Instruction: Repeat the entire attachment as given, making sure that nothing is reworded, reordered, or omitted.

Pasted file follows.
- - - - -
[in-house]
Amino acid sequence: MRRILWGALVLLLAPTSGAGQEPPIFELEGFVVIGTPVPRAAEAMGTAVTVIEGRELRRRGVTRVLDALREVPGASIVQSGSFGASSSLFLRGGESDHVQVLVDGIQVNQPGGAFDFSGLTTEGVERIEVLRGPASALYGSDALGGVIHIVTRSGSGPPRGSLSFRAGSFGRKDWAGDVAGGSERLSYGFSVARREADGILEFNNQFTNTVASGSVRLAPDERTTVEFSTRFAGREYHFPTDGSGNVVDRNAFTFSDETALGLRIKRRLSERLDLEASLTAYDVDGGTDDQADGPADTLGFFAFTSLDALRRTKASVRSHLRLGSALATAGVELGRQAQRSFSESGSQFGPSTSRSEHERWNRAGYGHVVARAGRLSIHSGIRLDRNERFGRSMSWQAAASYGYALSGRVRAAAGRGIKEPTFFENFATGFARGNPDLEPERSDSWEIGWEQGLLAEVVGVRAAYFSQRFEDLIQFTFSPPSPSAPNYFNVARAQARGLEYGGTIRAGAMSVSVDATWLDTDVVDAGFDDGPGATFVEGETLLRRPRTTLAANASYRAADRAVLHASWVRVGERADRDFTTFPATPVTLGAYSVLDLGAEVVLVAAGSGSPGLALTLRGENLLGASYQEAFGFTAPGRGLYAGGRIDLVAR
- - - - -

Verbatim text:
[in-house]
Amino acid sequence: MRRILWGALVLLLAPTSGAGQEPPIFELEGFVVIGTPVPRAAEAMGTAVTVIEGRELRRRGVTRVLDALREVPGASIVQSGSFGASSSLFLRGGESDHVQVLVDGIQVNQPGGAFDFSGLTTEGVERIEVLRGPASALYGSDALGGVIHIVTRSGSGPPRGSLSFRAGSFGRKDWAGDVAGGSERLSYGFSVARREADGILEFNNQFTNTVASGSVRLAPDERTTVEFSTRFAGREYHFPTDGSGNVVDRNAFTFSDETALGLRIKRRLSERLDLEASLTAYDVDGGTDDQADGPADTLGFFAFTSLDALRRTKASVRSHLRLGSALATAGVELGRQAQRSFSESGSQFGPSTSRSEHERWNRAGYGHVVARAGRLSIHSGIRLDRNERFGRSMSWQAAASYGYALSGRVRAAAGRGIKEPTFFENFATGFARGNPDLEPERSDSWEIGWEQGLLAEVVGVRAAYFSQRFEDLIQFTFSPPSPSAPNYFNVARAQARGLEYGGTIRAGAMSVSVDATWLDTDVVDAGFDDGPGATFVEGETLLRRPRTTLAANASYRAADRAVLHASWVRVGERADRDFTTFPATPVTLGAYSVLDLGAEVVLVAAGSGSPGLALTLRGENLLGASYQEAFGFTAPGRGLYAGGRIDLVAR